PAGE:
A Road Trip in the Almijara Mountains, Andalucia

On the right of the photo there is a tree with yellow leaves. On the right, there are stairs leading to a white house from which only the wall is visible. In front of the stairs there is a large brown pot without any flowers in it.

Everything that shines seems to have gathered here. The blinding sun mirrors on the rocky mountains; the sea caresses the coast with its scintillating veil; the infinite stars glitter on many a cloudless night. You switch off the engine and get out of the car; again. Every 30 minutes you get to a new hamlet, which is a new discovery, a new white enchantment on the mountain slope, with the maze of its narrow alleyways winding up and down. Beware or you’ll succumb to the charm of the Mediterranean, to this part of Europe where the names have an Arabic ring to them and the wind carries the smells of Africa. This is Andalucia, a dreamland between two worlds and the perfect setting for some majestic road trips: today, let me be your guide in the Almijara.


The route

This road trip will take you from Sayalonga to Cómpeta through the white villages in the Almijara mountains. It’s meant as a day trip, but can of course be split up if you want to spend more time exploring, and particularly if you want to do some hiking – see our section at the bottom for hiking suggestions.

Almijara route map on Google Maps
Route map by Google Maps


It’s important that you take your time and also enjoy whatever may pop up around you on the way. I cannot tell you “there’s a great view after a left curve at km 26,4”. You make your own road trip in the Almijara. Even though we take the same road, it can turn out differently for everyone.

One tip I can give you is not to spend too much time on your first stopovers. A road trip is a bit like a free art exhibition; if you stand half an hour in front of the first paintings, you’ll be too tired for the rest.

Another thing, if you’re backpacking solo and like to hitchhike: I really don’t think it’s possible here. I’m a hitchhiker myself (read my hitchhiking trip in Argentina’s Lake District) and can recognise a road that isn’t apt; very little traffic, full cars of tourists, no place to stand on the side of the road. Plus, you wouldn’t be able to stop where YOU want. So it’s better to find travel partners and rent your own car.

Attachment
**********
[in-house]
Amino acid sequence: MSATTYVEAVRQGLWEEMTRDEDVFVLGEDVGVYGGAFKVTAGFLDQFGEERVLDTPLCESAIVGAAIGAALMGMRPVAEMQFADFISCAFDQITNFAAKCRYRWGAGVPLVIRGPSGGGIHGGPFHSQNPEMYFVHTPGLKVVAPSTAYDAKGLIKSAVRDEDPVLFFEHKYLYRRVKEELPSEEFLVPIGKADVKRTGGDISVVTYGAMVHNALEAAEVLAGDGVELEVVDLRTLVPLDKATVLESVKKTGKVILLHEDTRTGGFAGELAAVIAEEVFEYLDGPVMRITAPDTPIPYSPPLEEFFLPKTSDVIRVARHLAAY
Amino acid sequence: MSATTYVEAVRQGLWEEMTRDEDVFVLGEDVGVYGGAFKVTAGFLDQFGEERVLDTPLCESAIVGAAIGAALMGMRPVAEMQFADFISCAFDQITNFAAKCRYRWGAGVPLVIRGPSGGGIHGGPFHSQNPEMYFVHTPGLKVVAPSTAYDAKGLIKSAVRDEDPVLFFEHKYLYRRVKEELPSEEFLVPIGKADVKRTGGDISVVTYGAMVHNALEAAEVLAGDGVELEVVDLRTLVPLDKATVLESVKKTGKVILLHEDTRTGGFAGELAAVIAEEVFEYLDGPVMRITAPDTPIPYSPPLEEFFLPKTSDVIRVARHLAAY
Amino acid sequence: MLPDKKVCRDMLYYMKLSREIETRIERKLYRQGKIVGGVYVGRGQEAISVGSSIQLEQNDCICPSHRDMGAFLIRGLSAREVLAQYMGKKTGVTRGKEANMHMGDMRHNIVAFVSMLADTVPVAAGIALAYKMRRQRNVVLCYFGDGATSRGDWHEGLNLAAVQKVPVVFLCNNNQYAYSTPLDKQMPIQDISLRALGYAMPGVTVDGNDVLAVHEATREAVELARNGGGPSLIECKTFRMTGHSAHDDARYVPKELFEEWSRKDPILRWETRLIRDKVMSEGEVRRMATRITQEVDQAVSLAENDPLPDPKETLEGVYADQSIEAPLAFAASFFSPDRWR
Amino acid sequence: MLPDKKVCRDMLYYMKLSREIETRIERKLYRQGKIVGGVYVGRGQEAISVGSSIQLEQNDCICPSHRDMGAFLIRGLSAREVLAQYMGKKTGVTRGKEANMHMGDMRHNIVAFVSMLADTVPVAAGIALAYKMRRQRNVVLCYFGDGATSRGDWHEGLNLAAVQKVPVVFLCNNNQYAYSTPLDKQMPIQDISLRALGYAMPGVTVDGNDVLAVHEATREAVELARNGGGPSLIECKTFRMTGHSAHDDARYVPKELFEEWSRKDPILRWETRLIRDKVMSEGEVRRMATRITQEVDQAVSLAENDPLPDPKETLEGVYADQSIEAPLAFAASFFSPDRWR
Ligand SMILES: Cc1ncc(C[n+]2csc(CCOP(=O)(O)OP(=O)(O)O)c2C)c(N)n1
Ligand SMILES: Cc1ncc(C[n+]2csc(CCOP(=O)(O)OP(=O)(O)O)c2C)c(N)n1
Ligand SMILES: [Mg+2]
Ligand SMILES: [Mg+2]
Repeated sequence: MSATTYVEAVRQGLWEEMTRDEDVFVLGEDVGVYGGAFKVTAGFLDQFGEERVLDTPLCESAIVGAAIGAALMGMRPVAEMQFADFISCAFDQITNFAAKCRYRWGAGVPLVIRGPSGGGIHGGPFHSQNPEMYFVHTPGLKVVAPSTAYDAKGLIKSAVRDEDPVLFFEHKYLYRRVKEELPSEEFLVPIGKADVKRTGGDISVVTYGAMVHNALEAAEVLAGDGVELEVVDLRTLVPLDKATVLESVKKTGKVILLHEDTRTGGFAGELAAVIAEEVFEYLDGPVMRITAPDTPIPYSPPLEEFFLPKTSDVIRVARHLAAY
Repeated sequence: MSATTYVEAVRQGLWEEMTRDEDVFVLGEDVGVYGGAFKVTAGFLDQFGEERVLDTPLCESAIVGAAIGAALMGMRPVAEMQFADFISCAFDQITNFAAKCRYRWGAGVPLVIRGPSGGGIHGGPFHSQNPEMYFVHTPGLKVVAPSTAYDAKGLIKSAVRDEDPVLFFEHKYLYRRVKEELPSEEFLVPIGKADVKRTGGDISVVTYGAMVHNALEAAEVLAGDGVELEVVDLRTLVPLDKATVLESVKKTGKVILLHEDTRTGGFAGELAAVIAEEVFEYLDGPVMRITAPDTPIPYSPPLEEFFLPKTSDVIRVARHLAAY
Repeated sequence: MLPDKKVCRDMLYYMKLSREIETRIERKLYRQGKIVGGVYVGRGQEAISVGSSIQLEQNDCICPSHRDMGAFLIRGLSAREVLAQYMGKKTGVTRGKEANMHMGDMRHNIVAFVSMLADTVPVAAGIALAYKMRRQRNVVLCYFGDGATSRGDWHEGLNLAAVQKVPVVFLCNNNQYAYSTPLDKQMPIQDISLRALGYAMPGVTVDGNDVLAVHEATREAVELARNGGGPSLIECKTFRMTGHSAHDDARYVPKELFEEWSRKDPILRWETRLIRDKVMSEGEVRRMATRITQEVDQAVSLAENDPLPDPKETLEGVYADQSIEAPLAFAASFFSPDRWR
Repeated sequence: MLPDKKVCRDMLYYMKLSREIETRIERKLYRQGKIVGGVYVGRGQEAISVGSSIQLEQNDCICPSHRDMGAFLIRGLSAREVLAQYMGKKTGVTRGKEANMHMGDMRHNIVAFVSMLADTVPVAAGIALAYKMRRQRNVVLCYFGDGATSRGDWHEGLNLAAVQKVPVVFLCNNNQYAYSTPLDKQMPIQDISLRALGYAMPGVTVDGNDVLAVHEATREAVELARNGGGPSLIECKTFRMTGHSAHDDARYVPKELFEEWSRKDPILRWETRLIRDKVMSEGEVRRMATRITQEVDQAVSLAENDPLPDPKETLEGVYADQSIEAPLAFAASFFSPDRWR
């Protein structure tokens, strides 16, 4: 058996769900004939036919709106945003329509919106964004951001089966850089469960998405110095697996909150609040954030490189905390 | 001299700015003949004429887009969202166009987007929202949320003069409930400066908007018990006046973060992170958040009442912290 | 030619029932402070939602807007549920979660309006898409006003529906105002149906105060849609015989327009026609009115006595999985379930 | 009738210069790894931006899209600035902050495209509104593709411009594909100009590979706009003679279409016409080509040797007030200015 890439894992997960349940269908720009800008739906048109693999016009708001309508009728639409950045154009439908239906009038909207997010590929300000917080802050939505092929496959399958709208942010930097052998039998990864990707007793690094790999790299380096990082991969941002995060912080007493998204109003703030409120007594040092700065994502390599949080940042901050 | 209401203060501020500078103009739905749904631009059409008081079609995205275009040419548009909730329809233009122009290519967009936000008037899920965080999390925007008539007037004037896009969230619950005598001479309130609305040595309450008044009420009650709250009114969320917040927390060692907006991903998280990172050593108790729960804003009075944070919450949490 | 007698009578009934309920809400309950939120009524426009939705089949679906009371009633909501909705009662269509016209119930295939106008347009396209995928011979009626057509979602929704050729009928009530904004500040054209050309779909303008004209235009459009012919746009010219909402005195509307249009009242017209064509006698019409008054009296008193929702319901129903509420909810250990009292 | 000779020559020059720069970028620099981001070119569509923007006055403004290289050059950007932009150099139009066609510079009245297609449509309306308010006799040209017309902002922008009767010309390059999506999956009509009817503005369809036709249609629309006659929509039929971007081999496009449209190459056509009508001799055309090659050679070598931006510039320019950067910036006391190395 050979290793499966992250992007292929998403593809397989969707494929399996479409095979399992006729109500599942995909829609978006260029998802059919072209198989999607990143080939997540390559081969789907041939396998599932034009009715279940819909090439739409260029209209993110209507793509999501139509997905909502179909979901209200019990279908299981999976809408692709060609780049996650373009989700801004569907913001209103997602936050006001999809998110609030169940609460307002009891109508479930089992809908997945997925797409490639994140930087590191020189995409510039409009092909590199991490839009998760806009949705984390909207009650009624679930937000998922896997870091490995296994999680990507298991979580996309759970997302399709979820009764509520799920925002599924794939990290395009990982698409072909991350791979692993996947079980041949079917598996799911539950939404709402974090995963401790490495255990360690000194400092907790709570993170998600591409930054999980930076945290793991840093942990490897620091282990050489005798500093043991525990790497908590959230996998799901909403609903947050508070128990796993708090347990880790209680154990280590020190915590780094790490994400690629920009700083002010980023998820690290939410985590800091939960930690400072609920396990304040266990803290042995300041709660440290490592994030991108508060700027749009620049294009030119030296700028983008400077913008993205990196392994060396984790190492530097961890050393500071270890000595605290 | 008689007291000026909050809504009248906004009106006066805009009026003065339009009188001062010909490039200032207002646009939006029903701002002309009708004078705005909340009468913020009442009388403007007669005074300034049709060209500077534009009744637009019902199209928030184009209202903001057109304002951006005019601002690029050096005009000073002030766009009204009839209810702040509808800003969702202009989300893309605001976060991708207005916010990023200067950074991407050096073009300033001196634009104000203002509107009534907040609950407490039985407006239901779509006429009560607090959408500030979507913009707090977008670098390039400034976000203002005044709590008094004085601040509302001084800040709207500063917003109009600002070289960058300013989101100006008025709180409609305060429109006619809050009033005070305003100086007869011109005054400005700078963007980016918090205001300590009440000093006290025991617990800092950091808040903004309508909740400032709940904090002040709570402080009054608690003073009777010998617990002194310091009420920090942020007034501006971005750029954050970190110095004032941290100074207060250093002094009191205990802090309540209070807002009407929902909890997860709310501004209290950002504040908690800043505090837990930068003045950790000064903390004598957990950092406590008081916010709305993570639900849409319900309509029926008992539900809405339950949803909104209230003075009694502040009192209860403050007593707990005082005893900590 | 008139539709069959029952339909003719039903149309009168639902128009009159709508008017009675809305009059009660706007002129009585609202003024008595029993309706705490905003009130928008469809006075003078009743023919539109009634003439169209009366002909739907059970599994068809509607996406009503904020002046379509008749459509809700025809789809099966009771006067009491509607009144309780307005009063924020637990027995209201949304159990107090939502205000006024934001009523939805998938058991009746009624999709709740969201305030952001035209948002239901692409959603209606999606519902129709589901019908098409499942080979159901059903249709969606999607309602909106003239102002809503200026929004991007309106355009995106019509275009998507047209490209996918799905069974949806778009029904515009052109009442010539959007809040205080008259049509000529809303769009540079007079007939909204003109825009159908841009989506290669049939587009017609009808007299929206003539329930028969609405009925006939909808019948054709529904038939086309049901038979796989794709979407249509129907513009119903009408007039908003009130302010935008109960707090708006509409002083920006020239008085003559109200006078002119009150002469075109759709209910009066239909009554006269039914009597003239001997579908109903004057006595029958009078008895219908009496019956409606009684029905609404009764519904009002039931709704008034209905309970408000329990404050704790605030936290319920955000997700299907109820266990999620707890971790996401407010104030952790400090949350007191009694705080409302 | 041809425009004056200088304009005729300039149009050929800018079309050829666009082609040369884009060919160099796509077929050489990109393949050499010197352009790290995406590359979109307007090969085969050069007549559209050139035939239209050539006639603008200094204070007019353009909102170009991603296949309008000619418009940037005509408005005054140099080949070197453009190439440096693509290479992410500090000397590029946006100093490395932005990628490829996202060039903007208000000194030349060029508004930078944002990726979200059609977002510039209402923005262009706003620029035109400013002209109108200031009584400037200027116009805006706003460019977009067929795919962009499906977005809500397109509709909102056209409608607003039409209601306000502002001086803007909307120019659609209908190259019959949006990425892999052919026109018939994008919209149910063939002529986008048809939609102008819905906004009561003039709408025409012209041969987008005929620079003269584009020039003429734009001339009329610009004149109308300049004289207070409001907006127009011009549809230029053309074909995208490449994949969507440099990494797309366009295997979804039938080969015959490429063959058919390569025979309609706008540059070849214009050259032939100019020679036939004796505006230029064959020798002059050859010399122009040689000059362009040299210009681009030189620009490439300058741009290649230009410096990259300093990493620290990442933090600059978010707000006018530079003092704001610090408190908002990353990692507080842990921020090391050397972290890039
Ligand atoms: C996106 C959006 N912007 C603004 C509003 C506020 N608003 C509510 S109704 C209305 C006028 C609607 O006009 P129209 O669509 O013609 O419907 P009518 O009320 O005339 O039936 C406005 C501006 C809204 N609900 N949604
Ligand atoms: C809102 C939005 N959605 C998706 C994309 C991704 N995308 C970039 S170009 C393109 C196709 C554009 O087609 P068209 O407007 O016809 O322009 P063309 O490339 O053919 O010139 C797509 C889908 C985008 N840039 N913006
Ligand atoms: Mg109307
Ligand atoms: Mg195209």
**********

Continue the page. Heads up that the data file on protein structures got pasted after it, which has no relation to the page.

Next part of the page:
How to get there

The nearby park bears the complex name of Sierras de Tejeda, Almijara y Alhama Natural Park. Our route today will take place between the edge of that park and the Mediterranean coast; right between the mountains and the sea.

It will start in Sayalonga, which is 47 km (29 mi), about 45 minutes East from Málaga; if you come all the way from Marbella (107 km/66,5 mi), it should take around 1h 20.

Coming from Granada in the North, it’s 117 km (73 mi), 1h 20 away. From Almería to the East, you’re distant 1h 45 and 170 km (105,5 mi).

View on the mountains
View on the mountains


Let’s go! Road trip in the villages of the Almijara mountains

Almijara, Alhama… You notice many of these natural landmarks have an Arabic name, which all come from the more than seven centuries when Spain was under the Arabs. It’s noticeable in names, but also in the architecture (think about Granada’s Alhambra or Córdoba’s Mezquita), the coats of arms of several towns (Árchez, Almuñécar, Baena…) and some typical meals. The administrative division we’ll cross today is called Axarquía, which is also an Arabic name.

Be ready to be surrounded by tranquillity. Although we’ll cross many inhabited hamlets, most residents work in the nearby towns of Vélez-Málaga, Nerja or Torre del Mar. In the summer months, the heat will chase the rest inside. A visit during the siesta time of the early afternoon, when everybody is shut indoors, will give an eerie air of ghost towns.



Let’s start our road trip in Sayalonga, which you access from the A-7 highway, taking the Algarrobo exit. You’ll be driving up on the A-7206 road, up and more up. Sayalonga is a cute white village that could easily be overlooked but deserves a stopover.

Go and wander in its narrow winding streets, where potted flowers and colourful doors pop against the whitewashed facades. Some alleyways are so narrow that a large person would have to pass it sideways. The streets are steep, too steep for our inexperienced legs; but look at that old woman carrying her shopping back up to her house, how fast she walks!

Let’s have a look at the village cemetery, near the northern exit. It’s the only round cemetery in Spain. It’s small, but breathes an air of authenticity that is captivating. The knowing visitor will recognise many masonic symbols in its architecture.

White houses with yellow window seels spreading up the hill. In front there is a lamp post with 4 arms from which baskets with pink flowers hang.



With 3,700 inhabitants, Cómpeta (put the emphasis on the first syllable) is a hub! Its main square is quite lively, especially compared to the other hamlets we’ll visit today. Several terraces next to each other can provide a typical meal and a well-deserved caña, a small beer. Don’t go for the jarra, the large beer, as the legal limit is 0.5 mg of alcohol per ml of blood to drive in Spain.

The direct surroundings of the square are very cute, notably the church terrace adorned with painted scenes of traditional life.